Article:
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Methods for attributing land-use emissions to products

  • Author(s): Davis, SJ
  • Burney, JA
  • Pongratz, J
  • Caldeira, K
  • et al.
Abstract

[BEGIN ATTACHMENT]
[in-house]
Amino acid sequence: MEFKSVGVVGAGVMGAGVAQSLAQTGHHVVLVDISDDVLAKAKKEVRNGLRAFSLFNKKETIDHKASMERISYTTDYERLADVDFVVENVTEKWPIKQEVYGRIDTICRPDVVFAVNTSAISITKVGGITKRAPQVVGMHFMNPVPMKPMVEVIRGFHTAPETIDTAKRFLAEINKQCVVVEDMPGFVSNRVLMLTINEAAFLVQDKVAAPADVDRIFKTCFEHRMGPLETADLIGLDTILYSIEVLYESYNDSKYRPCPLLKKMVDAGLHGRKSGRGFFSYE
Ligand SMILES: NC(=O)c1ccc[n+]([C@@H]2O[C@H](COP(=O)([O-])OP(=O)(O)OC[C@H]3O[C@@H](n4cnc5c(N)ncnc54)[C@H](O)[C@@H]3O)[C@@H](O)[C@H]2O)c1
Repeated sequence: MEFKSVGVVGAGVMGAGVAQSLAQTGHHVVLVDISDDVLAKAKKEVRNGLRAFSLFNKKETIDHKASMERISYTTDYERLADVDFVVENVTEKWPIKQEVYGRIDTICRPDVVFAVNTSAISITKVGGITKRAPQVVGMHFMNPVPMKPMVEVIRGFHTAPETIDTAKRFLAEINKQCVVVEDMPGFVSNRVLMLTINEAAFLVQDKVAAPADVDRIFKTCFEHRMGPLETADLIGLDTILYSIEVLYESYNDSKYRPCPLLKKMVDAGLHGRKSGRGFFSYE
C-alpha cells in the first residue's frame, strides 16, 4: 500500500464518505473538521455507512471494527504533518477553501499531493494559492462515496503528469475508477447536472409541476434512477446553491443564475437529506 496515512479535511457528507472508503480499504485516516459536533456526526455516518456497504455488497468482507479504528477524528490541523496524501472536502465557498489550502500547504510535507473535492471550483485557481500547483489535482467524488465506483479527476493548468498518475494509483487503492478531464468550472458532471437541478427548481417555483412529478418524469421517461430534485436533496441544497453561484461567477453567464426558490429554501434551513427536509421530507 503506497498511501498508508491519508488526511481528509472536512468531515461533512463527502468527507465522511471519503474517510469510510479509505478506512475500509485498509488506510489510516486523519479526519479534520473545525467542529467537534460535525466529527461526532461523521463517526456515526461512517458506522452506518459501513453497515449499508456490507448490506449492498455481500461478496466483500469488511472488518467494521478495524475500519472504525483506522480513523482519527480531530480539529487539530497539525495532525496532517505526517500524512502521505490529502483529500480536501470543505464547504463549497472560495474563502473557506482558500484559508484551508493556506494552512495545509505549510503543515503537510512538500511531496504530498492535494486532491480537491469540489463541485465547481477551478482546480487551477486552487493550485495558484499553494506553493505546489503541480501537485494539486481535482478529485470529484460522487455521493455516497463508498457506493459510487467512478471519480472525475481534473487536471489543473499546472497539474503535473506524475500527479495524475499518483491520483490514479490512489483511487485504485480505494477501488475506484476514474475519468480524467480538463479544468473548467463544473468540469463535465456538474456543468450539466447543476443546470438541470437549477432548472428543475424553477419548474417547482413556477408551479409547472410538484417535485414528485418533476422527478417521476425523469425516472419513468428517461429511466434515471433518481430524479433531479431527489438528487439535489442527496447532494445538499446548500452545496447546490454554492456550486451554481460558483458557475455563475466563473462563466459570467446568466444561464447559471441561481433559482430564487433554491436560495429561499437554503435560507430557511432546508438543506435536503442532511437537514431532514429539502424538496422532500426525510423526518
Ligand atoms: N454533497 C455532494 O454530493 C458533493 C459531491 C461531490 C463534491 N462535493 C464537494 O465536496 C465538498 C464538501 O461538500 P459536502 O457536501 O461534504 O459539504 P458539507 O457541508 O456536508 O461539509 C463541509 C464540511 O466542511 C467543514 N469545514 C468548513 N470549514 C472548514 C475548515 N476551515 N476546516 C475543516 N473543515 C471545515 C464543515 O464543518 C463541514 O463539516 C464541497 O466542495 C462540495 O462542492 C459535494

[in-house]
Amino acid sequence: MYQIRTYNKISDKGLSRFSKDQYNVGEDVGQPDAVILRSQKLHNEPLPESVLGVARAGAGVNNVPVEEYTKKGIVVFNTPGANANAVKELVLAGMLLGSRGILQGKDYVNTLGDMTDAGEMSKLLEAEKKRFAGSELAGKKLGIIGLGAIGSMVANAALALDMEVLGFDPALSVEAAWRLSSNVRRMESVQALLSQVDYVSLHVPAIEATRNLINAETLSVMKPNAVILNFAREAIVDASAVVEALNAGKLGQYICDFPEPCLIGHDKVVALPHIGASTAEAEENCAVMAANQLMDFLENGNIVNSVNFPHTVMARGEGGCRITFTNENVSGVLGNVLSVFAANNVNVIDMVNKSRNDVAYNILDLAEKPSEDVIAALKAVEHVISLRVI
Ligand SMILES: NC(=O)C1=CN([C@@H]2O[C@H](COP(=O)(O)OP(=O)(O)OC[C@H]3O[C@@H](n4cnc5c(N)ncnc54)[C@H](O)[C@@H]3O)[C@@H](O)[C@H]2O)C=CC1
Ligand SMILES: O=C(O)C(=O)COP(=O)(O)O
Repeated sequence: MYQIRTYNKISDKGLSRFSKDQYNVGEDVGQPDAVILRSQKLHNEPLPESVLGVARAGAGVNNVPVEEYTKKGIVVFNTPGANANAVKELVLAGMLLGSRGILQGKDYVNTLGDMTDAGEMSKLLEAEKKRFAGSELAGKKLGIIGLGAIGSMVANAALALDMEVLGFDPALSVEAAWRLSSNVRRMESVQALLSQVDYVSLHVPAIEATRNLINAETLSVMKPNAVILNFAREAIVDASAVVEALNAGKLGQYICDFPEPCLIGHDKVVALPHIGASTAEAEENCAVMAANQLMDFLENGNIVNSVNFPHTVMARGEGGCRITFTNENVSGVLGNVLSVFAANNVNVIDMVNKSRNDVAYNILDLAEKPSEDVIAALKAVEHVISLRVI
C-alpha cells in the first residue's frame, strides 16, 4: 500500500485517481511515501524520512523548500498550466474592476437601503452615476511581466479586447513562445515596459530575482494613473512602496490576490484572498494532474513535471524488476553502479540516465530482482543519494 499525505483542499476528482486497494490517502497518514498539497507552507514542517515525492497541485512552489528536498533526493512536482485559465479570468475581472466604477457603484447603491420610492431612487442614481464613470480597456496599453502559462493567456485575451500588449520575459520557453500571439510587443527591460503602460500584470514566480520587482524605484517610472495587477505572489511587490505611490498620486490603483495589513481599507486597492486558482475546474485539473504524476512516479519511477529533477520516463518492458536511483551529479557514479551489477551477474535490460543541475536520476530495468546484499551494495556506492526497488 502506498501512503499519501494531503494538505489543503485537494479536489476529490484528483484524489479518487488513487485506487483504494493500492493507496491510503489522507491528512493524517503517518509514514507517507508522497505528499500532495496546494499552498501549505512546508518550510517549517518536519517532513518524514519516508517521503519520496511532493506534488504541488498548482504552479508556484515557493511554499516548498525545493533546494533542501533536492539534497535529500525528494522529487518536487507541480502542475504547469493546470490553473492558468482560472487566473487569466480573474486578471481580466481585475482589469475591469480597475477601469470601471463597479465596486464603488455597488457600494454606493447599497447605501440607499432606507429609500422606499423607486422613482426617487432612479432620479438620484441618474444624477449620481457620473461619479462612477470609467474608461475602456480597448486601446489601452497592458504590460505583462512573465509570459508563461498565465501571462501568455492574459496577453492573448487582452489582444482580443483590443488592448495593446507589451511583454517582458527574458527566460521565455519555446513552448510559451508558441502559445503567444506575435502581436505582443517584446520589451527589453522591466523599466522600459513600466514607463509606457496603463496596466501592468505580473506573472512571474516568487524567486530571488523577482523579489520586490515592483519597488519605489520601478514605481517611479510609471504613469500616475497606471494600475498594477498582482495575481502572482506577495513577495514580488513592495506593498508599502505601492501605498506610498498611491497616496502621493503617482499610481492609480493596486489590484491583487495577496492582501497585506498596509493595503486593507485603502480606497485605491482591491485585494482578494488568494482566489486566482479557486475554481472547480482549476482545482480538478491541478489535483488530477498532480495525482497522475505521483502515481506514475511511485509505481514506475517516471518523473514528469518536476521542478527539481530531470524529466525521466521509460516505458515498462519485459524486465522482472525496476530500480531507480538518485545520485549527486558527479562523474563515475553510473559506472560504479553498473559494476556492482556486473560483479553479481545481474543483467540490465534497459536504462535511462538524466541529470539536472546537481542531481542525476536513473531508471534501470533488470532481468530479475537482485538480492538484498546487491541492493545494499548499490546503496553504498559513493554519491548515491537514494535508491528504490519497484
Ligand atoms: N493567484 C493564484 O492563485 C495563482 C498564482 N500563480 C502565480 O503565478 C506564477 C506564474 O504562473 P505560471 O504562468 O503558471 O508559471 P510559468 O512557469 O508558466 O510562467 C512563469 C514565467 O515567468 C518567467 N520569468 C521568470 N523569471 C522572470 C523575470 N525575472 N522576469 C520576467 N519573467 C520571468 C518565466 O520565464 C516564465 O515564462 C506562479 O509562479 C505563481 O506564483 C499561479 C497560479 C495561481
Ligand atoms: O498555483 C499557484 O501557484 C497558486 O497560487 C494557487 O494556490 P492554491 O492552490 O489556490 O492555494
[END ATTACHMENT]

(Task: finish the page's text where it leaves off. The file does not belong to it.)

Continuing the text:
© 2014 Taylor & Francis. Roughly one-third of anthropogenic GHG emissions are caused by agricultural and forestry activities and landuse change (collectively, 'land-use emissions'). Understanding the ultimate drivers of these emissions requires attributing emissions to specific land-use activities and products. Although quantities of land-use emissions are matters of fact, the methodological choices and assumptions required to attribute those emissions to activities and products depend on research goals and data availability. In this review, we explore several possible accounting methods. Our results highlight the sensitivity of accounting to temporal distributions of emissions and the consequences of replacing spatially-explicit data with aggregate proxies such as production or harvested area data. Different accounting options emphasize different causes of land-use emissions (e.g., proximate or indirect drivers of deforestation). To support public policies that effectively balance competing objectives, analysts should carefully consider and communicate implications of accounting choices.

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